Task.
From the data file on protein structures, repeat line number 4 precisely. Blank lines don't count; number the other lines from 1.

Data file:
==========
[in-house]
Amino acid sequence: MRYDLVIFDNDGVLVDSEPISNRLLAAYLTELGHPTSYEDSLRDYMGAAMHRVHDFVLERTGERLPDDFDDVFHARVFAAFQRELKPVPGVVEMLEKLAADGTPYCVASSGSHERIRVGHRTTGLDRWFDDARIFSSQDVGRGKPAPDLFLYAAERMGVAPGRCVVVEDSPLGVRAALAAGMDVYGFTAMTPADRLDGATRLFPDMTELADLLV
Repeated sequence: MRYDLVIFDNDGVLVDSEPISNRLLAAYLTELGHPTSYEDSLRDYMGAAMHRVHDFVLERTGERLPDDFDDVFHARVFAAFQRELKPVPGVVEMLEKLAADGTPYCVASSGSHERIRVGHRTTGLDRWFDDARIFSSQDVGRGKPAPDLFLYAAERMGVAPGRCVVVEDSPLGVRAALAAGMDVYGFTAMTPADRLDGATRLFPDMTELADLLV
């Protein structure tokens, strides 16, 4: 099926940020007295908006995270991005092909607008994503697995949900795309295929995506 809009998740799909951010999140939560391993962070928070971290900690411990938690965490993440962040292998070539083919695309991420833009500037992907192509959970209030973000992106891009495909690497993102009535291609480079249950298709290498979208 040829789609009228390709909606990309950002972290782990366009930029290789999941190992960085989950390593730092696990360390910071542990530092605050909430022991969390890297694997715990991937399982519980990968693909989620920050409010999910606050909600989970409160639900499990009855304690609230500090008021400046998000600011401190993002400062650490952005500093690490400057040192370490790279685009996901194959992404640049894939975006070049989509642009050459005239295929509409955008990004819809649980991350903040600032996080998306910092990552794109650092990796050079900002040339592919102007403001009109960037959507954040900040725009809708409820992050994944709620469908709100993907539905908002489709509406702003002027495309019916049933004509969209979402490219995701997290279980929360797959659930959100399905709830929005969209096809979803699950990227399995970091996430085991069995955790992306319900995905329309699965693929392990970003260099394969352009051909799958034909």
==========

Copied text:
């Protein structure tokens, strides 16, 4: 099926940020007295908006995270991005092909607008994503697995949900795309295929995506 809009998740799909951010999140939560391993962070928070971290900690411990938690965490993440962040292998070539083919695309991420833009500037992907192509959970209030973000992106891009495909690497993102009535291609480079249950298709290498979208 040829789609009228390709909606990309950002972290782990366009930029290789999941190992960085989950390593730092696990360390910071542990530092605050909430022991969390890297694997715990991937399982519980990968693909989620920050409010999910606050909600989970409160639900499990009855304690609230500090008021400046998000600011401190993002400062650490952005500093690490400057040192370490790279685009996901194959992404640049894939975006070049989509642009050459005239295929509409955008990004819809649980991350903040600032996080998306910092990552794109650092990796050079900002040339592919102007403001009109960037959507954040900040725009809708409820992050994944709620469908709100993907539905908002489709509406702003002027495309019916049933004509969209979402490219995701997290279980929360797959659930959100399905709830929005969209096809979803699950990227399995970091996430085991069995955790992306319900995905329309699965693929392990970003260099394969352009051909799958034909």